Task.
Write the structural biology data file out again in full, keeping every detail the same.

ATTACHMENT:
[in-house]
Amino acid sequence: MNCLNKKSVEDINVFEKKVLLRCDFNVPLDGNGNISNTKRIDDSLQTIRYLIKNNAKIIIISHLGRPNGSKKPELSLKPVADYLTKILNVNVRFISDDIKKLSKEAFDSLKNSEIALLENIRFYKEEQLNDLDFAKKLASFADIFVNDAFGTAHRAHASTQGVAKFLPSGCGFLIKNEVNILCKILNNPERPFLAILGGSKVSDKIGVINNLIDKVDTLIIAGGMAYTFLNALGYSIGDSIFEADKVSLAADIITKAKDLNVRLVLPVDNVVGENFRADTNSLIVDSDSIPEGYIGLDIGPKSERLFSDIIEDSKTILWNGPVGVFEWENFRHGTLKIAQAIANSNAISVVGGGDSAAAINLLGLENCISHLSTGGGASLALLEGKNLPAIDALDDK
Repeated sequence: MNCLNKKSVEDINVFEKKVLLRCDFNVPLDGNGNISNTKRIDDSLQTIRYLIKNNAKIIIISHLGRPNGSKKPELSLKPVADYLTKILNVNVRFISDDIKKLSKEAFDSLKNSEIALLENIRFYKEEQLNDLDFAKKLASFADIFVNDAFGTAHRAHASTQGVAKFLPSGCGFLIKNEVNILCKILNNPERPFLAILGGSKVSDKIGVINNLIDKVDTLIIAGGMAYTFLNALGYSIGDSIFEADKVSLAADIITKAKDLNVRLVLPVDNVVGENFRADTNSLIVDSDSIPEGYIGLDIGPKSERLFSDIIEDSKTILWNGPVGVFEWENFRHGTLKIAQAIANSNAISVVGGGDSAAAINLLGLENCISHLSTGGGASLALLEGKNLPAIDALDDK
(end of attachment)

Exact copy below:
[in-house]
Amino acid sequence: MNCLNKKSVEDINVFEKKVLLRCDFNVPLDGNGNISNTKRIDDSLQTIRYLIKNNAKIIIISHLGRPNGSKKPELSLKPVADYLTKILNVNVRFISDDIKKLSKEAFDSLKNSEIALLENIRFYKEEQLNDLDFAKKLASFADIFVNDAFGTAHRAHASTQGVAKFLPSGCGFLIKNEVNILCKILNNPERPFLAILGGSKVSDKIGVINNLIDKVDTLIIAGGMAYTFLNALGYSIGDSIFEADKVSLAADIITKAKDLNVRLVLPVDNVVGENFRADTNSLIVDSDSIPEGYIGLDIGPKSERLFSDIIEDSKTILWNGPVGVFEWENFRHGTLKIAQAIANSNAISVVGGGDSAAAINLLGLENCISHLSTGGGASLALLEGKNLPAIDALDDK
Repeated sequence: MNCLNKKSVEDINVFEKKVLLRCDFNVPLDGNGNISNTKRIDDSLQTIRYLIKNNAKIIIISHLGRPNGSKKPELSLKPVADYLTKILNVNVRFISDDIKKLSKEAFDSLKNSEIALLENIRFYKEEQLNDLDFAKKLASFADIFVNDAFGTAHRAHASTQGVAKFLPSGCGFLIKNEVNILCKILNNPERPFLAILGGSKVSDKIGVINNLIDKVDTLIIAGGMAYTFLNALGYSIGDSIFEADKVSLAADIITKAKDLNVRLVLPVDNVVGENFRADTNSLIVDSDSIPEGYIGLDIGPKSERLFSDIIEDSKTILWNGPVGVFEWENFRHGTLKIAQAIANSNAISVVGGGDSAAAINLLGLENCISHLSTGGGASLALLEGKNLPAIDALDDK